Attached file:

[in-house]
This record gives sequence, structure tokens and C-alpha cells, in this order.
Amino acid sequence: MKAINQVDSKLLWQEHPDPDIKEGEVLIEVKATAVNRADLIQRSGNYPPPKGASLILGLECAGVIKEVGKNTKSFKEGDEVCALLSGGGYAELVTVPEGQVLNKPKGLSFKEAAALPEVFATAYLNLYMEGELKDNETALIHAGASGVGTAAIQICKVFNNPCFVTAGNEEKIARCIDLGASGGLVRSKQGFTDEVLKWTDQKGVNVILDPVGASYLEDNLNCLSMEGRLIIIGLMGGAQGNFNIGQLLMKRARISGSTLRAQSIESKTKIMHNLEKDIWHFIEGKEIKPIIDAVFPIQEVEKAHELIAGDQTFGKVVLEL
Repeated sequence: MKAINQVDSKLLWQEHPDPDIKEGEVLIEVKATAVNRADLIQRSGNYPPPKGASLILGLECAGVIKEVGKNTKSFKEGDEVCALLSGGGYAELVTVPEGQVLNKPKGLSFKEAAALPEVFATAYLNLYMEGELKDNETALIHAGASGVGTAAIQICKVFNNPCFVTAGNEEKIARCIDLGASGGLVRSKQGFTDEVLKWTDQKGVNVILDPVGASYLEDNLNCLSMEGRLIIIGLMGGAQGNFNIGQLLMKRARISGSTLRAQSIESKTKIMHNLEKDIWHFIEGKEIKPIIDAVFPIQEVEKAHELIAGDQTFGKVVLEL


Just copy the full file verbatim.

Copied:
[in-house]
This record gives sequence, structure tokens and C-alpha cells, in this order.
Amino acid sequence: MKAINQVDSKLLWQEHPDPDIKEGEVLIEVKATAVNRADLIQRSGNYPPPKGASLILGLECAGVIKEVGKNTKSFKEGDEVCALLSGGGYAELVTVPEGQVLNKPKGLSFKEAAALPEVFATAYLNLYMEGELKDNETALIHAGASGVGTAAIQICKVFNNPCFVTAGNEEKIARCIDLGASGGLVRSKQGFTDEVLKWTDQKGVNVILDPVGASYLEDNLNCLSMEGRLIIIGLMGGAQGNFNIGQLLMKRARISGSTLRAQSIESKTKIMHNLEKDIWHFIEGKEIKPIIDAVFPIQEVEKAHELIAGDQTFGKVVLEL
Repeated sequence: MKAINQVDSKLLWQEHPDPDIKEGEVLIEVKATAVNRADLIQRSGNYPPPKGASLILGLECAGVIKEVGKNTKSFKEGDEVCALLSGGGYAELVTVPEGQVLNKPKGLSFKEAAALPEVFATAYLNLYMEGELKDNETALIHAGASGVGTAAIQICKVFNNPCFVTAGNEEKIARCIDLGASGGLVRSKQGFTDEVLKWTDQKGVNVILDPVGASYLEDNLNCLSMEGRLIIIGLMGGAQGNFNIGQLLMKRARISGSTLRAQSIESKTKIMHNLEKDIWHFIEGKEIKPIIDAVFPIQEVEKAHELIAGDQTFGKVVLEL